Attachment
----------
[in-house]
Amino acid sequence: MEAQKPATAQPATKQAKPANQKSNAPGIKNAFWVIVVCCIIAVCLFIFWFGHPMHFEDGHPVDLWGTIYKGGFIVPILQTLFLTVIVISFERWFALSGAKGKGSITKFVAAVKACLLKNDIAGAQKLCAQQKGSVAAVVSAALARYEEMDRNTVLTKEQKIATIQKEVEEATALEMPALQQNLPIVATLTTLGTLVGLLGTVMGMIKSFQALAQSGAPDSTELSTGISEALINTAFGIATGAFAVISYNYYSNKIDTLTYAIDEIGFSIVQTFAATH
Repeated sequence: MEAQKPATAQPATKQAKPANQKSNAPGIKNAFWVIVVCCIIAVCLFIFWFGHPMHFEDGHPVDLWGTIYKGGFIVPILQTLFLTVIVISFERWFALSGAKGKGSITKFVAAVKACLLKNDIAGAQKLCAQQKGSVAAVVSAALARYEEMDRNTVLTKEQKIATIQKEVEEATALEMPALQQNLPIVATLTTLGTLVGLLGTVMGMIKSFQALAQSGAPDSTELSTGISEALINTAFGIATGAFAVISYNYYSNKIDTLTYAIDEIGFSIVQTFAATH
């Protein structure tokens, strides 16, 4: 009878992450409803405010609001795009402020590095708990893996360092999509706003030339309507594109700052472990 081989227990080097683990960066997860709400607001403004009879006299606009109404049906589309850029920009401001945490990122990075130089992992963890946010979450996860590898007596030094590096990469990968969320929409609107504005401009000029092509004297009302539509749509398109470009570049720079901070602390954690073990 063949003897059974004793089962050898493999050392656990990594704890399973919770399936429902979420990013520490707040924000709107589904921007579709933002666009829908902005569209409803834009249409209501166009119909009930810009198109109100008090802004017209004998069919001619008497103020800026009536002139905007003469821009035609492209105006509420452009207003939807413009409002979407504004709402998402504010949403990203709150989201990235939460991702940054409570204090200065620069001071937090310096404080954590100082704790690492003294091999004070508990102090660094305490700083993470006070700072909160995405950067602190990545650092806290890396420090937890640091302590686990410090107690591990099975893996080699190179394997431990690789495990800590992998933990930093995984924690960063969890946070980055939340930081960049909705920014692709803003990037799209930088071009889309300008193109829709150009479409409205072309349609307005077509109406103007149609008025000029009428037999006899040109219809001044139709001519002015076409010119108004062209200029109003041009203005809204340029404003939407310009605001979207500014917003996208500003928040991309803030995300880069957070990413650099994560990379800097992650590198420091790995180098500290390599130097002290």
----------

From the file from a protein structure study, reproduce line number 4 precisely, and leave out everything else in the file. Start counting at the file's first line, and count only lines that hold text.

């Protein structure tokens, strides 16, 4: 009878992450409803405010609001795009402020590095708990893996360092999509706003030339309507594109700052472990 081989227990080097683990960066997860709400607001403004009879006299606009109404049906589309850029920009401001945490990122990075130089992992963890946010979450996860590898007596030094590096990469990968969320929409609107504005401009000029092509004297009302539509749509398109470009570049720079901070602390954690073990 063949003897059974004793089962050898493999050392656990990594704890399973919770399936429902979420990013520490707040924000709107589904921007579709933002666009829908902005569209409803834009249409209501166009119909009930810009198109109100008090802004017209004998069919001619008497103020800026009536002139905007003469821009035609492209105006509420452009207003939807413009409002979407504004709402998402504010949403990203709150989201990235939460991702940054409570204090200065620069001071937090310096404080954590100082704790690492003294091999004070508990102090660094305490700083993470006070700072909160995405950067602190990545650092806290890396420090937890640091302590686990410090107690591990099975893996080699190179394997431990690789495990800590992998933990930093995984924690960063969890946070980055939340930081960049909705920014692709803003990037799209930088071009889309300008193109829709150009479409409205072309349609307005077509109406103007149609008025000029009428037999006899040109219809001044139709001519002015076409010119108004062209200029109003041009203005809204340029404003939407310009605001979207500014917003996208500003928040991309803030995300880069957070990413650099994560990379800097992650590198420091790995180098500290390599130097002290």